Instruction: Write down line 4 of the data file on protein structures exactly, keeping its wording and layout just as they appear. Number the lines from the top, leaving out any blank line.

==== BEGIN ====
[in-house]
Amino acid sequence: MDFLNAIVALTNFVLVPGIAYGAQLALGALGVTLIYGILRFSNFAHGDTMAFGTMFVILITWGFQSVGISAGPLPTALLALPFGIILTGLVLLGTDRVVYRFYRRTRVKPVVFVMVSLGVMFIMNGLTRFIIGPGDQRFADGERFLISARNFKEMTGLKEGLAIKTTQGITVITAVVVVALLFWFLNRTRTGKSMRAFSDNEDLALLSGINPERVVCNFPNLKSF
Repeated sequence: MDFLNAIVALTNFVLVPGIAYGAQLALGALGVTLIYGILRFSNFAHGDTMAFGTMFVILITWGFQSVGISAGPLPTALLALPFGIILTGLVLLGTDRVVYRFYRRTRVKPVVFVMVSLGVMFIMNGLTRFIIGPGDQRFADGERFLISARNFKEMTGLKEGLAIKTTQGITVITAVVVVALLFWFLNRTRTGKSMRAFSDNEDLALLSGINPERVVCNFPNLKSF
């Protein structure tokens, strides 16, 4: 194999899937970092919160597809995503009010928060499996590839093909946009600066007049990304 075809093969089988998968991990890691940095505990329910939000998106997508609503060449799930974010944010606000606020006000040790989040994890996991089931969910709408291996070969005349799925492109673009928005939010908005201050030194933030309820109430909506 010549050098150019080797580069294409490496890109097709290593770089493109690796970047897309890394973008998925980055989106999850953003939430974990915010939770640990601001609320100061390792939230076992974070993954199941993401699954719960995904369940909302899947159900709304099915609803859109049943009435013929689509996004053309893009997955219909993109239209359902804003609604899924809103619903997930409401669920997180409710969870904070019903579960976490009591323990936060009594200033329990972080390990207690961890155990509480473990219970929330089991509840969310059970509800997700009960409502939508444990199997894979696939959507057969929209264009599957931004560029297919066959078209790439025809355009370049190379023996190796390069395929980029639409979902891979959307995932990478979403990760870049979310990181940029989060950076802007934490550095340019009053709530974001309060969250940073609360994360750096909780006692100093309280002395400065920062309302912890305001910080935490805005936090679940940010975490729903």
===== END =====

């Protein structure tokens, strides 16, 4: 194999899937970092919160597809995503009010928060499996590839093909946009600066007049990304 075809093969089988998968991990890691940095505990329910939000998106997508609503060449799930974010944010606000606020006000040790989040994890996991089931969910709408291996070969005349799925492109673009928005939010908005201050030194933030309820109430909506 010549050098150019080797580069294409490496890109097709290593770089493109690796970047897309890394973008998925980055989106999850953003939430974990915010939770640990601001609320100061390792939230076992974070993954199941993401699954719960995904369940909302899947159900709304099915609803859109049943009435013929689509996004053309893009997955219909993109239209359902804003609604899924809103619903997930409401669920997180409710969870904070019903579960976490009591323990936060009594200033329990972080390990207690961890155990509480473990219970929330089991509840969310059970509800997700009960409502939508444990199997894979696939959507057969929209264009599957931004560029297919066959078209790439025809355009370049190379023996190796390069395929980029639409979902891979959307995932990478979403990760870049979310990181940029989060950076802007934490550095340019009053709530974001309060969250940073609360994360750096909780006692100093309280002395400065920062309302912890305001910080935490805005936090679940940010975490729903």